Though today it is not fashionable for historians to explain what in fact they do, historians worldwide do at least three things. They ask questions, they conduct research to answer them, and they draw conclusions based on their findings. Implicit in their day-to-day work is the assumption that historians will be free to pursue their research critically and honestly and disseminate their conclusions without interruption by authorities. Freedom of inquiry, freedom of information, and freedom of expression always have been at the heart of the historian's craft.
Despite this ideal, the Belgian scholar Dr. Antoon De Baets has written, "From time immemorial, rulers have tried to manipulate the past, discipline historians, and control collective memory." Once they censor historians, governments next construct historical propaganda to replace the excised history. "The aim of censoring regimes," De Baets maintains, "is to purge historiography in order to make it a tool of the ideology justifying the rulers' position of power." Confronted with political censorship, historians must decide whether to collaborate with their government, impose self-censorship (and thus circumscribe their own critical powers), or resist, thereby opening themselves to persecution—physically or professionally, or both.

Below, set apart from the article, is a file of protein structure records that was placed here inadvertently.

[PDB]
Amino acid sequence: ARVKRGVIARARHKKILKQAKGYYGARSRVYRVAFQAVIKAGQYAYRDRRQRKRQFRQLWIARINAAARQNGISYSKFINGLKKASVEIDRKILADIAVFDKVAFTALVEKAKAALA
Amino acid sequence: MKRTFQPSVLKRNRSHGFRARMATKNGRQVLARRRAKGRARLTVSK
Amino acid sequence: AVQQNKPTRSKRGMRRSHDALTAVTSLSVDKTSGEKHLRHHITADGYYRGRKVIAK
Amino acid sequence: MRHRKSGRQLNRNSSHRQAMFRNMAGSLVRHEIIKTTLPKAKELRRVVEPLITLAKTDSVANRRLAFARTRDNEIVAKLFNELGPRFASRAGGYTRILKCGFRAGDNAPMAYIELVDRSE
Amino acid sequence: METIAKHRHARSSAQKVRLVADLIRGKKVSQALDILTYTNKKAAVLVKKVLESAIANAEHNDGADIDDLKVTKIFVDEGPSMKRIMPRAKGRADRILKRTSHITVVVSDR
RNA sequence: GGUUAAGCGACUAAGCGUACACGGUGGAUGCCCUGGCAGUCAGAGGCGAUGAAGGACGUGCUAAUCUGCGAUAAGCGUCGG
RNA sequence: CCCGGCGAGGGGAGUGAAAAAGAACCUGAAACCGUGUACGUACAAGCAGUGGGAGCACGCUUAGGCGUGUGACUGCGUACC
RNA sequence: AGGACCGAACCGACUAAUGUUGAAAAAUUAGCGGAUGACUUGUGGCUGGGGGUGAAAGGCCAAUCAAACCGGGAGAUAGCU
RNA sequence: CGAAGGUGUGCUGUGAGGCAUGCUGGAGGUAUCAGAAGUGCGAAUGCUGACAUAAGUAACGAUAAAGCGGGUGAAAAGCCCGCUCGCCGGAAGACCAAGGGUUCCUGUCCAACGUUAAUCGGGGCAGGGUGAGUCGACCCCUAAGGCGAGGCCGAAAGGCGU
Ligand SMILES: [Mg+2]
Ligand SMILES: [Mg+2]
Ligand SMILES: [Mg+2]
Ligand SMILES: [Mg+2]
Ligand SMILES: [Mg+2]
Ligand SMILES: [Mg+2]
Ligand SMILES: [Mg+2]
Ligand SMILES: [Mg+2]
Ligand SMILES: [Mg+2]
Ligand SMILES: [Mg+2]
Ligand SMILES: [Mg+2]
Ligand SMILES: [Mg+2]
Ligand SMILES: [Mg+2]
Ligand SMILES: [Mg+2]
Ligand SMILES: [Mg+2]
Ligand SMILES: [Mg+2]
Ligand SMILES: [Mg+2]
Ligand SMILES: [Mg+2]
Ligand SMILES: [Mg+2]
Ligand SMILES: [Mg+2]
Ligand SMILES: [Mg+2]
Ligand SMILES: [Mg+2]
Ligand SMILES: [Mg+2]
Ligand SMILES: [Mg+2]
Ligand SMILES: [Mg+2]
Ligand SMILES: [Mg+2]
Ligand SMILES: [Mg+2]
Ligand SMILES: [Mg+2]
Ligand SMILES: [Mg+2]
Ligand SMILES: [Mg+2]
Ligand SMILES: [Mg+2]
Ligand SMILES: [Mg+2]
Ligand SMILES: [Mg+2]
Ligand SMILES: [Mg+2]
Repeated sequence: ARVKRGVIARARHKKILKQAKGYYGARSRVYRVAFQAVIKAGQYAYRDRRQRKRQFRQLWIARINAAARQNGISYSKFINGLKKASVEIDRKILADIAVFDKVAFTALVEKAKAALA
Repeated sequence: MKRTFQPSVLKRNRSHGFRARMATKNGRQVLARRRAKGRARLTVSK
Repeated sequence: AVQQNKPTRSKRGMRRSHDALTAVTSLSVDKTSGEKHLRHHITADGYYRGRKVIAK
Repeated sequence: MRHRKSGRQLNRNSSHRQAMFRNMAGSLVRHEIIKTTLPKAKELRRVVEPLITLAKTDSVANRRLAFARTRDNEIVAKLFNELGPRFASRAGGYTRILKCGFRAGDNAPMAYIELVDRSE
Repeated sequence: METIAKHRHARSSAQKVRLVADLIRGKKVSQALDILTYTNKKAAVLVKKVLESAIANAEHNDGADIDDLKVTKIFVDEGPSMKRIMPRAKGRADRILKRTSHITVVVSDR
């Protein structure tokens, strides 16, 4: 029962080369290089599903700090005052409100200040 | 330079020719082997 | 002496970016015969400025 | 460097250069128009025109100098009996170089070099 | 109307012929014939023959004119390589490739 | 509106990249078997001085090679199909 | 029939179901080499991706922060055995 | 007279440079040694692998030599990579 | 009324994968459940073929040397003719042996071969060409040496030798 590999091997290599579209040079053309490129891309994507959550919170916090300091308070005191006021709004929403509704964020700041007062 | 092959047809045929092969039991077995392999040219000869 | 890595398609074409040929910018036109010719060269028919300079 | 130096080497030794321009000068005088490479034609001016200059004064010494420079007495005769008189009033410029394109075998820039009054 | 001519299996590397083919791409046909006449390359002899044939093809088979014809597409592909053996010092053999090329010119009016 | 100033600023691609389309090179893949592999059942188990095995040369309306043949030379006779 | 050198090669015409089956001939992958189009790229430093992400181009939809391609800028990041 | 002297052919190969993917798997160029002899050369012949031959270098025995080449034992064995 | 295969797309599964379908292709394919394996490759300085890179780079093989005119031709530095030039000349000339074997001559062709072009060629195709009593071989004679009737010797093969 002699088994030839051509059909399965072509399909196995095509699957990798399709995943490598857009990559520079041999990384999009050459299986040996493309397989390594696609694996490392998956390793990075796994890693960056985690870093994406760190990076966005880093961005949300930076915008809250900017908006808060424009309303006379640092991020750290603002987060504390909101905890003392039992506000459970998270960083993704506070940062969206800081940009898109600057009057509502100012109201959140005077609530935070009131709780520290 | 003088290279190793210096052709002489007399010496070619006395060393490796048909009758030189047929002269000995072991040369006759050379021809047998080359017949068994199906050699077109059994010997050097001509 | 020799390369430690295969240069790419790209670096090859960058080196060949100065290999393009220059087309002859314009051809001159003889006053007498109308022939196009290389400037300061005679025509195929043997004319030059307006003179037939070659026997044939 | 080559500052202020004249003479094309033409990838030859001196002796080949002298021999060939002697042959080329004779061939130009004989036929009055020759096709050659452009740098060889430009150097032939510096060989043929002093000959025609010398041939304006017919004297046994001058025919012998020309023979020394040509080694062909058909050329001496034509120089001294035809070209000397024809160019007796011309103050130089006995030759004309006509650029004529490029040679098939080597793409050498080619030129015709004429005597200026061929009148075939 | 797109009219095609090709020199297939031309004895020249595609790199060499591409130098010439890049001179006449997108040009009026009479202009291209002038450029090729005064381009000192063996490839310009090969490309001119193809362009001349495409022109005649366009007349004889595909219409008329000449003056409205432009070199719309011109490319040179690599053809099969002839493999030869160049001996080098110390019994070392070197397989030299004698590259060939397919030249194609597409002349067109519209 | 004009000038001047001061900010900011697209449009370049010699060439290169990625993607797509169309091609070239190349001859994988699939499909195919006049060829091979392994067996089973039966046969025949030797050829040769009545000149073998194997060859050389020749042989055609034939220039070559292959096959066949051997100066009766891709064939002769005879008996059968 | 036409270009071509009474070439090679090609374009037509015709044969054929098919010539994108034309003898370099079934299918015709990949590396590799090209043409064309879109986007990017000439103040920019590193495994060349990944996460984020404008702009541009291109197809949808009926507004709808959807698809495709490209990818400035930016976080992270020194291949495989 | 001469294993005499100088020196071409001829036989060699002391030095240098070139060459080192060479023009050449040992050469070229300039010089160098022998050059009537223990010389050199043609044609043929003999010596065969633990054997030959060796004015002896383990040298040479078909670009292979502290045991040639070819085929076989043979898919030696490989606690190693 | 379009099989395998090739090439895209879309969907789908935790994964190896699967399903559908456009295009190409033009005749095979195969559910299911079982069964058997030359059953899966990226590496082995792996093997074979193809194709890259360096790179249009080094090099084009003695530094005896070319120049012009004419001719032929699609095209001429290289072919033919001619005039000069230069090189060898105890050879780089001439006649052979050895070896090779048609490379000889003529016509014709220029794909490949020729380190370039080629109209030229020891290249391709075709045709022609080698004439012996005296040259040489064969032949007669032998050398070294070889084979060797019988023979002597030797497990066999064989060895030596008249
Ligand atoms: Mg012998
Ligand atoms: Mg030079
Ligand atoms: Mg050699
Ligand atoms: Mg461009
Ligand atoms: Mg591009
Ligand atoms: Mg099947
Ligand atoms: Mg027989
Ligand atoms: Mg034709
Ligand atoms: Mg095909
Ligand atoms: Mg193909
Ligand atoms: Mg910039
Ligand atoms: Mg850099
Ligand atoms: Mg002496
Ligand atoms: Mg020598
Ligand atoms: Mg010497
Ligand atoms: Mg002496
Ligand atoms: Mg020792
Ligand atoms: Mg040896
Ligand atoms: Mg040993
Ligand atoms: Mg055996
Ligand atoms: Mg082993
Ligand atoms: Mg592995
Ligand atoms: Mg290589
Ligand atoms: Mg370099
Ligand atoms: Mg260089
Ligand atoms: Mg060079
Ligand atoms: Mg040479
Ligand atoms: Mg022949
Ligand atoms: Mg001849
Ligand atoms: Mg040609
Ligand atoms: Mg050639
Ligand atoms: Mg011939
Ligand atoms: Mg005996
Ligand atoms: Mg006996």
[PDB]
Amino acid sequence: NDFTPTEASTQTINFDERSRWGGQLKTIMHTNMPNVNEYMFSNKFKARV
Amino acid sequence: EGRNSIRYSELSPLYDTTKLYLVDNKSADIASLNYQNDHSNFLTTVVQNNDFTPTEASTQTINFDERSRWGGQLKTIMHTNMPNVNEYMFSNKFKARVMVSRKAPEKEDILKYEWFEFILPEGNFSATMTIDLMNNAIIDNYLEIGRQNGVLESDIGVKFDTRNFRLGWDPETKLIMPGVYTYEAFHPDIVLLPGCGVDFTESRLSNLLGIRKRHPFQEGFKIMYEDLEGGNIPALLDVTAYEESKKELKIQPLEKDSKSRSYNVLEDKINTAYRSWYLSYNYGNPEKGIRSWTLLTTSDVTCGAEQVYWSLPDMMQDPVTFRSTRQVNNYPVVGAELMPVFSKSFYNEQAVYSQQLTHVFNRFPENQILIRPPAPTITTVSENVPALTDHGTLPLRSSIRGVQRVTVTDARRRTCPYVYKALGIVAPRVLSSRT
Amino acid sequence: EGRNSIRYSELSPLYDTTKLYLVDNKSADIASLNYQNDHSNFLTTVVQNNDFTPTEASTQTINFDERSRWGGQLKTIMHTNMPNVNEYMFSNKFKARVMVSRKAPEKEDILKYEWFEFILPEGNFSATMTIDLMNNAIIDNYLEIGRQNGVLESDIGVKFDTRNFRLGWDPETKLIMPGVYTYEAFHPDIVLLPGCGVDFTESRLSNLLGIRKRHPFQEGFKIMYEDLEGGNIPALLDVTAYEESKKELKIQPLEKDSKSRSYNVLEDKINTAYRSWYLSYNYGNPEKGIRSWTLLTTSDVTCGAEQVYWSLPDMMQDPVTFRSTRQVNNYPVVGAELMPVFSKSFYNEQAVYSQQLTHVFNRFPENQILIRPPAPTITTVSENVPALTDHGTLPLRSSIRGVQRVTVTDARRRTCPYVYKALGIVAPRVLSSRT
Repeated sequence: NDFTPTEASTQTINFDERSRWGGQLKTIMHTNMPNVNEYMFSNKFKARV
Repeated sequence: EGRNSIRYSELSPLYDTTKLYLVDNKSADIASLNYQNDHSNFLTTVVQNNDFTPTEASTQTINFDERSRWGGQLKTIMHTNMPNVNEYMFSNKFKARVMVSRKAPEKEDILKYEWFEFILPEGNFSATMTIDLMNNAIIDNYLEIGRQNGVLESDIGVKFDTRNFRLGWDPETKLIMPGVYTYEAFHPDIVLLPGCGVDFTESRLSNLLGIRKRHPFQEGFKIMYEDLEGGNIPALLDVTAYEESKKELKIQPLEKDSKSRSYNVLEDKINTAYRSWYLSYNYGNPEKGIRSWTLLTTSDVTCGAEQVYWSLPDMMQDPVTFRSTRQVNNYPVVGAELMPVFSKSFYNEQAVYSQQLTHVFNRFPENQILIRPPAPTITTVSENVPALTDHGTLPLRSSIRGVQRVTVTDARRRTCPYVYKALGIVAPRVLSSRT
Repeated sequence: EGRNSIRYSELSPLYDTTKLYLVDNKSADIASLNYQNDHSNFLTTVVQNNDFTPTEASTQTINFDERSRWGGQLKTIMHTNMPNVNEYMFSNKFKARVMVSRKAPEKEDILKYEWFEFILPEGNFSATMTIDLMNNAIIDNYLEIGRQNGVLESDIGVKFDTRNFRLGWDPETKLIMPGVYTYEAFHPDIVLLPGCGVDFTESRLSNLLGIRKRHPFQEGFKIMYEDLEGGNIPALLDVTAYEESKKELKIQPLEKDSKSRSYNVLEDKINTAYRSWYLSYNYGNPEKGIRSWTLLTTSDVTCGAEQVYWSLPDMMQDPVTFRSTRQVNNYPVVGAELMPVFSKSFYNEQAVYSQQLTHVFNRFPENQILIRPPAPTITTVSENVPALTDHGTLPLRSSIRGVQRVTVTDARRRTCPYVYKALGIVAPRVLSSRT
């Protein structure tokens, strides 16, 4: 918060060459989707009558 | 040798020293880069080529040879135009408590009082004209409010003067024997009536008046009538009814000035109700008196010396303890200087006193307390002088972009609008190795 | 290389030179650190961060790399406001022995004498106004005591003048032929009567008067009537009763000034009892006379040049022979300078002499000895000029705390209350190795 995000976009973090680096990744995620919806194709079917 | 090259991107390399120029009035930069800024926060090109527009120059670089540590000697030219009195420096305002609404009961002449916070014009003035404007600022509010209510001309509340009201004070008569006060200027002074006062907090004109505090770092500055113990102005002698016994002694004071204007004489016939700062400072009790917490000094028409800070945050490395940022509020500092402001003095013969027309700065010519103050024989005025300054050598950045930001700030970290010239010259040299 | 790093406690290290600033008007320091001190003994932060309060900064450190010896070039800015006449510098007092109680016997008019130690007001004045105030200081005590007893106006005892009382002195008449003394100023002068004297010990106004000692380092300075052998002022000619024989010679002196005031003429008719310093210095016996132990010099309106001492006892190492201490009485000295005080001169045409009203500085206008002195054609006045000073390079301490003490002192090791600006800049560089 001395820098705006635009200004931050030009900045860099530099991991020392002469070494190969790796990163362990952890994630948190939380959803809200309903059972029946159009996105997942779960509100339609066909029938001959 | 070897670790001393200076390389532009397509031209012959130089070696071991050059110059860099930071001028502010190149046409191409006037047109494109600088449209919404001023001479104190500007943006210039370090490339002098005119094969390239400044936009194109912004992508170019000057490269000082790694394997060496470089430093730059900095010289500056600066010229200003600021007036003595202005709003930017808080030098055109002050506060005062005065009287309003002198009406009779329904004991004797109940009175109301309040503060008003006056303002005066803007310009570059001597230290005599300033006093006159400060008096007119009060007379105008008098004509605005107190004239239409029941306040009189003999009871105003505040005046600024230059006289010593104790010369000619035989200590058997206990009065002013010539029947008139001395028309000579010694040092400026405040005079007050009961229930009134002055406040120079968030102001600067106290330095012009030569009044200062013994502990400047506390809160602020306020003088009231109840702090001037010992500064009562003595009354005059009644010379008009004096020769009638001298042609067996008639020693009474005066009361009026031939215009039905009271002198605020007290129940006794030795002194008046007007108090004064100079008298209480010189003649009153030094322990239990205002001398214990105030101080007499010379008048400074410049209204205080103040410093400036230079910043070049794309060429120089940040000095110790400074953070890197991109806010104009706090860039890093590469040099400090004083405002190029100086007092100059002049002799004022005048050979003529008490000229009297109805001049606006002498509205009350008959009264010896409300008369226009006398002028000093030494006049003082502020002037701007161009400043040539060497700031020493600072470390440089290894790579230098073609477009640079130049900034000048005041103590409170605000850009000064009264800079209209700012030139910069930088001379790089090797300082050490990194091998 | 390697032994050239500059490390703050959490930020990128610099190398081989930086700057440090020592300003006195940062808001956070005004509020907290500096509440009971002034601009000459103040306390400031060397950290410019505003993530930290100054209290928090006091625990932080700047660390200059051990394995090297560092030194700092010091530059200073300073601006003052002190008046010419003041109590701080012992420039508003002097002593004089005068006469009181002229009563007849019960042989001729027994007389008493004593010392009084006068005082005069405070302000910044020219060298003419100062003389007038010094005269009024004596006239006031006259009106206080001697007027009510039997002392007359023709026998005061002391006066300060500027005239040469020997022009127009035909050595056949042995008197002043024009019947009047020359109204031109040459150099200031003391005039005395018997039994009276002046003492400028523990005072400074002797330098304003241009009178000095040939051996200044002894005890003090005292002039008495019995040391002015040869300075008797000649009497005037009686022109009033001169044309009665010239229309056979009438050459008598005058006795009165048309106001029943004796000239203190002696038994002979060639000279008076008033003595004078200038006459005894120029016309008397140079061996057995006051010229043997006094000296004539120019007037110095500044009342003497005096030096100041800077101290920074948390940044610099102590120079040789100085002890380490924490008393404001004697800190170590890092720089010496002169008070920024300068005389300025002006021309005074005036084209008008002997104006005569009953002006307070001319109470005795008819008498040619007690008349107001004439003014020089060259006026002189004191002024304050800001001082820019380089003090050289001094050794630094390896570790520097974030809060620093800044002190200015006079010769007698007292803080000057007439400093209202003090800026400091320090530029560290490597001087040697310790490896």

The prevalence, power, and pathos of historical censorship are captured in De Baets's encyclopedic and carefully organized and executed Censorship of Historical Thought: A World Guide, 1945–2000. This is the first systematic and authoritative reference work of its kind and it documents numerous cases of censorship and persecution of historians in more than 130 countries. For years De Baets has monitored instances where historians were persecuted—first from his post with Amnesty International in Costa Rica—and now from his academic appointment at the University of Groningen, the Netherlands, where he regularly circulates his findings globally through the Internet. De Baets ranks among the leading authorities on historical censorship.
Though, as De Baets notes correctly, historians long have recognized the